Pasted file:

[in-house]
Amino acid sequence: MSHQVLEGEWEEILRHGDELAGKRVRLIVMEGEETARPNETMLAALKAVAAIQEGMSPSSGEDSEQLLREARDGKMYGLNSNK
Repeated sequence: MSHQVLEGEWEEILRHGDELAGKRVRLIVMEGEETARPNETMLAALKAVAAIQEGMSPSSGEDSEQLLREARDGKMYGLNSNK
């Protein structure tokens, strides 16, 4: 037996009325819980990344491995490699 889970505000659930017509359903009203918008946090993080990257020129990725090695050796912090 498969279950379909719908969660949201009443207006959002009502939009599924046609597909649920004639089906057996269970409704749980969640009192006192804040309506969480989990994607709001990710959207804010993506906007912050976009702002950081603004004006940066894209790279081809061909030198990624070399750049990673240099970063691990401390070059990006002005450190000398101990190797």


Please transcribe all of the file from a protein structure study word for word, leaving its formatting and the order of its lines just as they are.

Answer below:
[in-house]
Amino acid sequence: MSHQVLEGEWEEILRHGDELAGKRVRLIVMEGEETARPNETMLAALKAVAAIQEGMSPSSGEDSEQLLREARDGKMYGLNSNK
Repeated sequence: MSHQVLEGEWEEILRHGDELAGKRVRLIVMEGEETARPNETMLAALKAVAAIQEGMSPSSGEDSEQLLREARDGKMYGLNSNK
């Protein structure tokens, strides 16, 4: 037996009325819980990344491995490699 889970505000659930017509359903009203918008946090993080990257020129990725090695050796912090 498969279950379909719908969660949201009443207006959002009502939009599924046609597909649920004639089906057996269970409704749980969640009192006192804040309506969480989990994607709001990710959207804010993506906007912050976009702002950081603004004006940066894209790279081809061909030198990624070399750049990673240099970063691990401390070059990006002005450190000398101990190797």